This is the important bit though: HARVEST ONLY ONE FIDDLEHEAD PER CLUMP!

If you harvest sustainably and only take 1 per clump, you will have a never-ending supply of fiddleheads growing in the same spot for the rest of your life. If you take too many, the plant likely won’t survive to grow again next year. Usually when you find fiddleheads, there will be dozens, and sometimes hundreds of clumps in the same area. That means more than enough for you to take home if you only take one from each. Be responsible, harvest sustainably!


How to prepare them?

Once you get home, rinse off your fiddleheads under cold water, them put them in a bowl and cover them in water to let them soak for 30 minutes or so. This will help remove any sand or dirt that may be hiding in them.

Take them out and let them dry. From here they can be put in a container or plastic bag and kept in the fridge for several days.

When you’re ready to cook them, take them out and slice off the bottom end of the stalk, which has likely turned brown. Remove any brown papery skin that may still be clinging to them.


But don’t worry, all you have to do is boil them for 2-5 minutes, then toss out the water. This will remove any toxic elements and make them safe to eat. There are some people who have a hard time digesting fiddleheads though, even after they’ve been boiled. If it’s your first time eating them, don’t mow down a huge bowl all at once, eat a small handful first and see how your body responds. There is some debate whether they are in fact unsafe to eat raw, but I like to err on the safe side of things.


Health Canada and the USDA recommend boiling fiddleheads in water for 10 minutes to avoid illness. I think that 10 minutes is overkill and leaves you with mushy vegetables BUT I don’t know much of anything. It’s up to you to decide how long you feel comfortable cooking them for.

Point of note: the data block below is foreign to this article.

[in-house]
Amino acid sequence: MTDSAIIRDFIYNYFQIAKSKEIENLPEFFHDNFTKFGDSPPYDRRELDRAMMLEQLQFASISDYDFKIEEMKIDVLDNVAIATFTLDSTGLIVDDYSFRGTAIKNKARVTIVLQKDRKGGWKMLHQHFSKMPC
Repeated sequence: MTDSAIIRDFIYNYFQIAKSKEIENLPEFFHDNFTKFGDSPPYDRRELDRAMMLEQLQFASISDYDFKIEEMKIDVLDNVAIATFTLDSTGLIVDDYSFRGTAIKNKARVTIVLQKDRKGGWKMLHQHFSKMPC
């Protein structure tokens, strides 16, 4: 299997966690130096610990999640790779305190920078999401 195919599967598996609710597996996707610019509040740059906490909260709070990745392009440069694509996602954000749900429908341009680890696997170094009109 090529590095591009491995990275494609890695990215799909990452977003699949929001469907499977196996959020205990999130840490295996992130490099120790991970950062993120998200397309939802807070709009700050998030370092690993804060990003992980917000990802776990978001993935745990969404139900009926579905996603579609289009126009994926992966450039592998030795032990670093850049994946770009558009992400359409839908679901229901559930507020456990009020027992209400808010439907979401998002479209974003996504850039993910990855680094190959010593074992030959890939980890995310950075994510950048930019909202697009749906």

To detoxify them, simply drop them in boiling water for a couple minutes. I usually add a pinch of salt as well to help flavour them as I would any other boiled vegetable. After a couple minutes have elapsed, dump out the water (which will likely be brown now), then rinse the fiddleheads under clean cold water. Now they’re good to go! I wouldn’t recommend cooking them for longer than 8 minutes, as they’ll become mushy.


How to cook them?

Now that you’ve prepped the fiddleheads by boiling them, they are good to use in any preparation you can think of. You can spritz them with some lemon juice and eat them as is, or you can do what many do and sauté them in butter with some freshly minced garlic for 5 minutes. You could add them to salads, stir fries, pasta dishes, risotto, congee, ramen, pho, soups, stews, cream soups, casseroles… the only limit is your imagination (and cooking skill I suppose!).

Try them out in my recipe for Springtime Soba Soup!

You could also take the boiled fiddleheads and place them individually on a baking sheet. Put the baking sheet in the freezer for a couple of hours, then dump the frozen fiddleheads into a freezer bag. Now you can keep them frozen for months!

You could also pickle them (look online for lots of good pickling recipes) either by fermenting, quick pickling, or traditional water bath canning. Some people even dehydrate them, then reconstitute them later in the year. Here are a couple recipes:

Fermented Fiddleheads

Pickled Fiddleheads

Dehydrated Fiddleheads

My advice is to start simple, maybe with an easy garlic and butter sauté, then begin working them into new and exciting, or your old favourite, recipes.


Fiddleheads are super tasty and very fun to forage for, but the season only lasts for a few weeks. I think that their short growing season makes them extra special. Get out there and take advantage of the mild spring weather and find yourself some fiddleheads!